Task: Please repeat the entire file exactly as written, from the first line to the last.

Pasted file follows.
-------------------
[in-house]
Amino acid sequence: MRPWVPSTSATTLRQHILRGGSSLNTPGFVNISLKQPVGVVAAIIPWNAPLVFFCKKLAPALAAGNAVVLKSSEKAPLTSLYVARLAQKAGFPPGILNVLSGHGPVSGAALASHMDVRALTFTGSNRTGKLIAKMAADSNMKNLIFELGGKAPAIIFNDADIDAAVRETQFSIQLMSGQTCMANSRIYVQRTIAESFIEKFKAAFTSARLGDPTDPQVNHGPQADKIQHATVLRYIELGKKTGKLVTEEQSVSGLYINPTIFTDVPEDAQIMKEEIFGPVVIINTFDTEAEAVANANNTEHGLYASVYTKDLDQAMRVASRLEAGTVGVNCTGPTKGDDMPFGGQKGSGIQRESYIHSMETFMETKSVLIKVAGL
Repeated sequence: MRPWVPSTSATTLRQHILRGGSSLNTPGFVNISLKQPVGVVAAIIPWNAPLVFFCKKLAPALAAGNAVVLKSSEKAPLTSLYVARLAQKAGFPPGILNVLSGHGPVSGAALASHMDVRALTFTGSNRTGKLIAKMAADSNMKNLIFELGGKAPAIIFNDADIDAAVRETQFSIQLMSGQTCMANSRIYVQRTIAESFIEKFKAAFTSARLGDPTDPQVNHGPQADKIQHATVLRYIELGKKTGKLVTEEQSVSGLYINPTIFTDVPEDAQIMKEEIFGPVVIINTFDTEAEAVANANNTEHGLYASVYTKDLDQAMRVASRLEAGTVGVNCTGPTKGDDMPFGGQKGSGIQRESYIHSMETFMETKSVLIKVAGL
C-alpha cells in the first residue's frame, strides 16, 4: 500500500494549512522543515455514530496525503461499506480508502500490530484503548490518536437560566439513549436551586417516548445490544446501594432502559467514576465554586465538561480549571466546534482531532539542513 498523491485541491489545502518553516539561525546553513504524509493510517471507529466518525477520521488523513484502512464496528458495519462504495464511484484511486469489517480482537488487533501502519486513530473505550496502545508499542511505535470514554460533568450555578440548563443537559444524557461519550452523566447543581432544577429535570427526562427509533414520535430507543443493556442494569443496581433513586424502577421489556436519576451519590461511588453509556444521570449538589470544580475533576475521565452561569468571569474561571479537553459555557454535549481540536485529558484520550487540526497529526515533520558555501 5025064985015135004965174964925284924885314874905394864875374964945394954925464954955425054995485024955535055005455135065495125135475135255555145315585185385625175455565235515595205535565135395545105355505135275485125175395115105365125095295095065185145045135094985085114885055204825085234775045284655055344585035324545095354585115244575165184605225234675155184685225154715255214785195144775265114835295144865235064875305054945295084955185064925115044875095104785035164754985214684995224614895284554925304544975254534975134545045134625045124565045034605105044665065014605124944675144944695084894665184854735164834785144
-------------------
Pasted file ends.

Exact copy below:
[in-house]
Amino acid sequence: MRPWVPSTSATTLRQHILRGGSSLNTPGFVNISLKQPVGVVAAIIPWNAPLVFFCKKLAPALAAGNAVVLKSSEKAPLTSLYVARLAQKAGFPPGILNVLSGHGPVSGAALASHMDVRALTFTGSNRTGKLIAKMAADSNMKNLIFELGGKAPAIIFNDADIDAAVRETQFSIQLMSGQTCMANSRIYVQRTIAESFIEKFKAAFTSARLGDPTDPQVNHGPQADKIQHATVLRYIELGKKTGKLVTEEQSVSGLYINPTIFTDVPEDAQIMKEEIFGPVVIINTFDTEAEAVANANNTEHGLYASVYTKDLDQAMRVASRLEAGTVGVNCTGPTKGDDMPFGGQKGSGIQRESYIHSMETFMETKSVLIKVAGL
Repeated sequence: MRPWVPSTSATTLRQHILRGGSSLNTPGFVNISLKQPVGVVAAIIPWNAPLVFFCKKLAPALAAGNAVVLKSSEKAPLTSLYVARLAQKAGFPPGILNVLSGHGPVSGAALASHMDVRALTFTGSNRTGKLIAKMAADSNMKNLIFELGGKAPAIIFNDADIDAAVRETQFSIQLMSGQTCMANSRIYVQRTIAESFIEKFKAAFTSARLGDPTDPQVNHGPQADKIQHATVLRYIELGKKTGKLVTEEQSVSGLYINPTIFTDVPEDAQIMKEEIFGPVVIINTFDTEAEAVANANNTEHGLYASVYTKDLDQAMRVASRLEAGTVGVNCTGPTKGDDMPFGGQKGSGIQRESYIHSMETFMETKSVLIKVAGL
C-alpha cells in the first residue's frame, strides 16, 4: 500500500494549512522543515455514530496525503461499506480508502500490530484503548490518536437560566439513549436551586417516548445490544446501594432502559467514576465554586465538561480549571466546534482531532539542513 498523491485541491489545502518553516539561525546553513504524509493510517471507529466518525477520521488523513484502512464496528458495519462504495464511484484511486469489517480482537488487533501502519486513530473505550496502545508499542511505535470514554460533568450555578440548563443537559444524557461519550452523566447543581432544577429535570427526562427509533414520535430507543443493556442494569443496581433513586424502577421489556436519576451519590461511588453509556444521570449538589470544580475533576475521565452561569468571569474561571479537553459555557454535549481540536485529558484520550487540526497529526515533520558555501 5025064985015135004965174964925284924885314874905394864875374964945394954925464954955425054995485024955535055005455135065495125135475135255555145315585185385625175455565235515595205535565135395545105355505135275485125175395115105365125095295095065185145045135094985085114885055204825085234775045284655055344585035324545095354585115244575165184605225234675155184685225154715255214785195144775265114835295144865235064875305054945295084955185064925115044875095104785035164754985214684995224614895284554925304544975254534975134545045134625045124565045034605105044665065014605124944675144944695084894665184854735164834785144